The Great Bridge - Part 3, Chapter 18 Summary & Analysis

David McCullough
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Part 3, Chapter 18 Summary and Analysis

"Number 8, Birmingham Gauge" replaces high-wire antics with nasty politicking over who will supply wire for the Great Bridge. Brusque, hardworking Congressman Hewitt is campaign manager for his friend, Gov. Tilden, the Democratic candidate for President, whose chances look good against unknown Rutherford B. Hayes. On Sep. 7, 1876, Hewitt moves anyone connected with the Board should be excluded from bidding on the $1 million contract for wire. He removes his own wire business from contention and threatens to resign if Roebling is allowed to bid. John Riley asks whether infirm Roebling should be removed before he makes mistakes. News from Spain that Tweed has been arrested reminds the public of his connections with the Bridge, making Hewitt's resolution seem all the more praiseworthy.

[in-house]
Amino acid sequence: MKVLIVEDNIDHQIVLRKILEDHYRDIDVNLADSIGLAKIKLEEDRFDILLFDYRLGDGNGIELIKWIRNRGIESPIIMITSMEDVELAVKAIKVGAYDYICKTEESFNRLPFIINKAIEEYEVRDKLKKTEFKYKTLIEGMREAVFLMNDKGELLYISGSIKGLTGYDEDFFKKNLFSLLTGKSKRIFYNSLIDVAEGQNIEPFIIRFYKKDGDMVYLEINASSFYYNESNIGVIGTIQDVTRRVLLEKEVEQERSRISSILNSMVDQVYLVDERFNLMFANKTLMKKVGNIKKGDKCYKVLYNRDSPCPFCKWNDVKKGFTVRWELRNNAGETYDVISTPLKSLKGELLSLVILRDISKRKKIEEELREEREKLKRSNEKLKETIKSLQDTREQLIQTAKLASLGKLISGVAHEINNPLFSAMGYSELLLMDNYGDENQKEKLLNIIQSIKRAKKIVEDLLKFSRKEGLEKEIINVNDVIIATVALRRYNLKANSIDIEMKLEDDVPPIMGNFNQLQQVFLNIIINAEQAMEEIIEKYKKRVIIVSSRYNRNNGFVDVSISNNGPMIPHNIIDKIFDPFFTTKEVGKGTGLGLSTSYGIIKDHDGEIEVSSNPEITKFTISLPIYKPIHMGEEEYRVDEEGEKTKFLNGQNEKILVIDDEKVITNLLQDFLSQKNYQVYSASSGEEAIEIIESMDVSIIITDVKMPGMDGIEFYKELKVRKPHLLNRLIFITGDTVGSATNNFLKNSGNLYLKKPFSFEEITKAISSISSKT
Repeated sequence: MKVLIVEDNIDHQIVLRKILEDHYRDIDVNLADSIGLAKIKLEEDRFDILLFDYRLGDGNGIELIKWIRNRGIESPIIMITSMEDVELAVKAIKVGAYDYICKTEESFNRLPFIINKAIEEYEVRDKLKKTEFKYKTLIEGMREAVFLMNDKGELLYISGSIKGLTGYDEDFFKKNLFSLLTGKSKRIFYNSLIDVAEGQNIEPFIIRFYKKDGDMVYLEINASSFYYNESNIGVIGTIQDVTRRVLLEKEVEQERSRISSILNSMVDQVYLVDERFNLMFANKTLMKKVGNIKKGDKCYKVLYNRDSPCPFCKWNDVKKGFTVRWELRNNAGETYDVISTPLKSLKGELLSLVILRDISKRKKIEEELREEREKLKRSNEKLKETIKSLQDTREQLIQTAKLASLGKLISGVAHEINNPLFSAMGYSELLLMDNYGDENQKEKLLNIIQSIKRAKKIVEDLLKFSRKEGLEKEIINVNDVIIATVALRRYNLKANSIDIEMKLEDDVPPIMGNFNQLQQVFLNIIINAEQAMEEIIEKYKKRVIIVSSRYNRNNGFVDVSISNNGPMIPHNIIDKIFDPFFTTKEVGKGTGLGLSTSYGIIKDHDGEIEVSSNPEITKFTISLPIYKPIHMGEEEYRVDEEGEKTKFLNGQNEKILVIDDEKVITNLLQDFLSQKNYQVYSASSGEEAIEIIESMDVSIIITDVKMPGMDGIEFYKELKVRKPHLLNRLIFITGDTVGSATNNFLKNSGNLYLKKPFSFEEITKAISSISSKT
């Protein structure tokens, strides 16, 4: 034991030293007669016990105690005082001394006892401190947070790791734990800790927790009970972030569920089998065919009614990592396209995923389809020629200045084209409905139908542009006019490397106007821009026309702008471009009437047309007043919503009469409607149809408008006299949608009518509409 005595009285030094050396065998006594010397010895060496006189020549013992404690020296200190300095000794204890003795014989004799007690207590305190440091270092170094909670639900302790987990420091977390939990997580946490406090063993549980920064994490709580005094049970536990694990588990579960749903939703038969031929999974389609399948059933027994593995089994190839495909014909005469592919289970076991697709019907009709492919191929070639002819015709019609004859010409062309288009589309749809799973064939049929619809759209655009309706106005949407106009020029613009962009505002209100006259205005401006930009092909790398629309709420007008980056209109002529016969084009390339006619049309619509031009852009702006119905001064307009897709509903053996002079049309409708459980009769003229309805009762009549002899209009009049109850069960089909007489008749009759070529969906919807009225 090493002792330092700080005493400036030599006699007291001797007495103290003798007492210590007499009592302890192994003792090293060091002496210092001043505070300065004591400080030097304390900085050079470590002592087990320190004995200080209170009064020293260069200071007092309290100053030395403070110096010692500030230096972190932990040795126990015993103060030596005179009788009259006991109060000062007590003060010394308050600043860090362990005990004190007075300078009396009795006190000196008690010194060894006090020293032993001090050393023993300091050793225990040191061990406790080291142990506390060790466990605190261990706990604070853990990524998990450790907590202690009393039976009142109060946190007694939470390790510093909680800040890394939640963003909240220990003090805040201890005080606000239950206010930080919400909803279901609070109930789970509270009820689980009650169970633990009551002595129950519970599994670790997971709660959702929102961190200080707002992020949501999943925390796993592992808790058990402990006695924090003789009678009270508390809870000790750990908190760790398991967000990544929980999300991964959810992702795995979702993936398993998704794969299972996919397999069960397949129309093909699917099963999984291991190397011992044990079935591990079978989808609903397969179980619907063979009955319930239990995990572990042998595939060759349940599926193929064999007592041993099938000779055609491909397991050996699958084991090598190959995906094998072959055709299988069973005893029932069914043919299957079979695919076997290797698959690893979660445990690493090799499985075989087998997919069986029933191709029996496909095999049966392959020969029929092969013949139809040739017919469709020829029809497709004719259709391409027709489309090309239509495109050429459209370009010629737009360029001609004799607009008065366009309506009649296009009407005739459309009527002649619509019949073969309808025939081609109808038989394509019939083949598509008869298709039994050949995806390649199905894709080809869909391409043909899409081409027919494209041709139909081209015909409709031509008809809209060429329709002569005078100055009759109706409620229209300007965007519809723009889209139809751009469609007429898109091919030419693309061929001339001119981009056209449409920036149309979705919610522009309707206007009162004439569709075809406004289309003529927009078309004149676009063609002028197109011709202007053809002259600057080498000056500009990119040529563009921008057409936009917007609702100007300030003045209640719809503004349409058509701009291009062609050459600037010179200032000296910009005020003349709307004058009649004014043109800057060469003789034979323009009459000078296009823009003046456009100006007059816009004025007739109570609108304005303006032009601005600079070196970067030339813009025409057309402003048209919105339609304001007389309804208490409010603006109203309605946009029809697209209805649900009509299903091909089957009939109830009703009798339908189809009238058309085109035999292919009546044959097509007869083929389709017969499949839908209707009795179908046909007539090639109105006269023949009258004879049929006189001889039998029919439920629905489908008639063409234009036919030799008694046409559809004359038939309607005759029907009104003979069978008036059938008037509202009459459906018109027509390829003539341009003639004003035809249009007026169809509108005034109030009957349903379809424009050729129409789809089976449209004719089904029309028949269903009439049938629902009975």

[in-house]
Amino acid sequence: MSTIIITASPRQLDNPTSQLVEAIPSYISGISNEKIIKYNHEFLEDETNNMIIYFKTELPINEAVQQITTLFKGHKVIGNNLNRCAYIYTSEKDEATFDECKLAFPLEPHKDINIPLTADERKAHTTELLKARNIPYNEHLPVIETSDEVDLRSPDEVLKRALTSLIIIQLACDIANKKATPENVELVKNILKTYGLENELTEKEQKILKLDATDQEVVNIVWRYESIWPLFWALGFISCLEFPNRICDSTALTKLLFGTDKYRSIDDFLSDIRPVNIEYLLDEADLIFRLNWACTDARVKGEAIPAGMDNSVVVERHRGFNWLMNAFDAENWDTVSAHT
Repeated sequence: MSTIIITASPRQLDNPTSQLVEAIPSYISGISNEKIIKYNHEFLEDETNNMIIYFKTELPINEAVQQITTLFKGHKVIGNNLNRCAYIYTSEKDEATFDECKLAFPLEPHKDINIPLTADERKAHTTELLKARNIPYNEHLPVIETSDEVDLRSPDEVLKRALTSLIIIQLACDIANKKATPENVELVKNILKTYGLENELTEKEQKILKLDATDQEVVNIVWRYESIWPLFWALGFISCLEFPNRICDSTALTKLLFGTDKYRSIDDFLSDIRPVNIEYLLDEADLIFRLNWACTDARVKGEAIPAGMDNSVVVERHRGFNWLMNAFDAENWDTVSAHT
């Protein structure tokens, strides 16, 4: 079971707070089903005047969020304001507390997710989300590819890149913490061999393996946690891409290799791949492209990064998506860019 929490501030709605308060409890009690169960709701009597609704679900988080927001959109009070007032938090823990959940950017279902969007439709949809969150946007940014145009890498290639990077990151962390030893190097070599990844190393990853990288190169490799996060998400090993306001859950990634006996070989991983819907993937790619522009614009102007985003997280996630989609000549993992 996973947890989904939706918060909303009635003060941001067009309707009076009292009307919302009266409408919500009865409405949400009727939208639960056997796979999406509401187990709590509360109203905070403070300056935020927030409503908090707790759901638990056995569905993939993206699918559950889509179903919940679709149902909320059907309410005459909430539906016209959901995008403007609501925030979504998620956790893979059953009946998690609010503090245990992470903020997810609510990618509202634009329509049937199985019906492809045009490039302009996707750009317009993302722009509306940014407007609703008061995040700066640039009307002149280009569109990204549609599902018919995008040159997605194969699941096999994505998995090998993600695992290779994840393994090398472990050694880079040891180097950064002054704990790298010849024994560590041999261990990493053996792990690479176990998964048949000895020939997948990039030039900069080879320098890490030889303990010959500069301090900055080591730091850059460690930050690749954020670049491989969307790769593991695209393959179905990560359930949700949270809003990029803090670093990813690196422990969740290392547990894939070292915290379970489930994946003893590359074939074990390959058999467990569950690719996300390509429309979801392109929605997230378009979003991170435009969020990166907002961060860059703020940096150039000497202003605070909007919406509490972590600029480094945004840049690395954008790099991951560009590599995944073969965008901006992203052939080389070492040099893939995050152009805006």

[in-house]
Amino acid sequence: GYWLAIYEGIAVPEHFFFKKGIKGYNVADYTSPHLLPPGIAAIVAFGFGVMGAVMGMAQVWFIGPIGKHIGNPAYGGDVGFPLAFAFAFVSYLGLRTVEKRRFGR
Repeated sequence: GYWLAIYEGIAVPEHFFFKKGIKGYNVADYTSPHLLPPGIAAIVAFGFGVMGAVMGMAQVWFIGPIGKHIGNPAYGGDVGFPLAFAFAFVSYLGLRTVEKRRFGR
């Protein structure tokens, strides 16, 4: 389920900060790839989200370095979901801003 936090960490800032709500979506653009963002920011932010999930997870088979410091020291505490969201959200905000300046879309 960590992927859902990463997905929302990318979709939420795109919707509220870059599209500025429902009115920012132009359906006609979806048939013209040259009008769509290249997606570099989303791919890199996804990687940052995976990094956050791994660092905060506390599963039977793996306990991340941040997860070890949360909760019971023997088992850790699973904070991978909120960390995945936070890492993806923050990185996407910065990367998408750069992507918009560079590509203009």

Roebling cites health and other pious reasons for resigning before coming to the heart of the matter. Hewitt, with...

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This section contains 889 words
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